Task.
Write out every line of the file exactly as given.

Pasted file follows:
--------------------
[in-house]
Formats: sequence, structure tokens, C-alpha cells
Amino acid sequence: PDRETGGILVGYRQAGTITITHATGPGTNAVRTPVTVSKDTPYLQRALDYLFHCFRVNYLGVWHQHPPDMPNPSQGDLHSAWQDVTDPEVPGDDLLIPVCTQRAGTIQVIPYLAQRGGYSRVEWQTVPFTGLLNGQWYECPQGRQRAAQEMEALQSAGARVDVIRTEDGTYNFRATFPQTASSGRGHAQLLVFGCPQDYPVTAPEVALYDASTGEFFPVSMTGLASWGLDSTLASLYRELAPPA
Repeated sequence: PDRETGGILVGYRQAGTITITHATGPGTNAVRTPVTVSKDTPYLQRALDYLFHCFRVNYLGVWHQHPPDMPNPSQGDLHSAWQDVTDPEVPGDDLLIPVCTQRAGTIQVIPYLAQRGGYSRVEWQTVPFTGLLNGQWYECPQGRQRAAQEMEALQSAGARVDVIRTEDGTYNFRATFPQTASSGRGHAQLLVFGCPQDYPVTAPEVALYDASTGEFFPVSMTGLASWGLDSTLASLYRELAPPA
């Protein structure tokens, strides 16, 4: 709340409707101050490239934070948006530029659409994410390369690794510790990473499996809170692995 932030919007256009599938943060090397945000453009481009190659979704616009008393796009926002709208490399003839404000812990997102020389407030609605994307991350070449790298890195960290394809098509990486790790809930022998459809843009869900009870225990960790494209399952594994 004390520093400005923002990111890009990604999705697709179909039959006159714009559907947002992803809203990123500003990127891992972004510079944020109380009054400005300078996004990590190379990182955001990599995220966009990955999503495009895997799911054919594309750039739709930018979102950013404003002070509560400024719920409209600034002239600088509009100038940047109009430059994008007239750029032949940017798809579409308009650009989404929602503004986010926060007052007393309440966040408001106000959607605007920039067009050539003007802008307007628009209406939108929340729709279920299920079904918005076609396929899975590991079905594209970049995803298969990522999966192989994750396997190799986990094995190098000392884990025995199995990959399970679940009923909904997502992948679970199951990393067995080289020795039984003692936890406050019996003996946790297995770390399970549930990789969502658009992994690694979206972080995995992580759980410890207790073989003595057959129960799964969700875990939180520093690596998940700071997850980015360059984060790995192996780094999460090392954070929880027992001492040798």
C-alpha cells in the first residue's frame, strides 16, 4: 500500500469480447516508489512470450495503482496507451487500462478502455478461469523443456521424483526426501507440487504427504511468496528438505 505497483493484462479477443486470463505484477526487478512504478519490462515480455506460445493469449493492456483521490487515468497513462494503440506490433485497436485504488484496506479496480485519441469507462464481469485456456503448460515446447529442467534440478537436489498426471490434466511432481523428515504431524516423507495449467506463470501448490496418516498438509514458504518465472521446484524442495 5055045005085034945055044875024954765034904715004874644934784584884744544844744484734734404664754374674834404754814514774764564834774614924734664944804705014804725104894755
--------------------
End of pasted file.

[in-house]
Formats: sequence, structure tokens, C-alpha cells
Amino acid sequence: PDRETGGILVGYRQAGTITITHATGPGTNAVRTPVTVSKDTPYLQRALDYLFHCFRVNYLGVWHQHPPDMPNPSQGDLHSAWQDVTDPEVPGDDLLIPVCTQRAGTIQVIPYLAQRGGYSRVEWQTVPFTGLLNGQWYECPQGRQRAAQEMEALQSAGARVDVIRTEDGTYNFRATFPQTASSGRGHAQLLVFGCPQDYPVTAPEVALYDASTGEFFPVSMTGLASWGLDSTLASLYRELAPPA
Repeated sequence: PDRETGGILVGYRQAGTITITHATGPGTNAVRTPVTVSKDTPYLQRALDYLFHCFRVNYLGVWHQHPPDMPNPSQGDLHSAWQDVTDPEVPGDDLLIPVCTQRAGTIQVIPYLAQRGGYSRVEWQTVPFTGLLNGQWYECPQGRQRAAQEMEALQSAGARVDVIRTEDGTYNFRATFPQTASSGRGHAQLLVFGCPQDYPVTAPEVALYDASTGEFFPVSMTGLASWGLDSTLASLYRELAPPA
């Protein structure tokens, strides 16, 4: 709340409707101050490239934070948006530029659409994410390369690794510790990473499996809170692995 932030919007256009599938943060090397945000453009481009190659979704616009008393796009926002709208490399003839404000812990997102020389407030609605994307991350070449790298890195960290394809098509990486790790809930022998459809843009869900009870225990960790494209399952594994 004390520093400005923002990111890009990604999705697709179909039959006159714009559907947002992803809203990123500003990127891992972004510079944020109380009054400005300078996004990590190379990182955001990599995220966009990955999503495009895997799911054919594309750039739709930018979102950013404003002070509560400024719920409209600034002239600088509009100038940047109009430059994008007239750029032949940017798809579409308009650009989404929602503004986010926060007052007393309440966040408001106000959607605007920039067009050539003007802008307007628009209406939108929340729709279920299920079904918005076609396929899975590991079905594209970049995803298969990522999966192989994750396997190799986990094995190098000392884990025995199995990959399970679940009923909904997502992948679970199951990393067995080289020795039984003692936890406050019996003996946790297995770390399970549930990789969502658009992994690694979206972080995995992580759980410890207790073989003595057959129960799964969700875990939180520093690596998940700071997850980015360059984060790995192996780094999460090392954070929880027992001492040798």
C-alpha cells in the first residue's frame, strides 16, 4: 500500500469480447516508489512470450495503482496507451487500462478502455478461469523443456521424483526426501507440487504427504511468496528438505 505497483493484462479477443486470463505484477526487478512504478519490462515480455506460445493469449493492456483521490487515468497513462494503440506490433485497436485504488484496506479496480485519441469507462464481469485456456503448460515446447529442467534440478537436489498426471490434466511432481523428515504431524516423507495449467506463470501448490496418516498438509514458504518465472521446484524442495 5055045005085034945055044875024954765034904715004874644934784584884744544844744484734734404664754374674834404754814514774764564834774614924734664944804705014804725104894755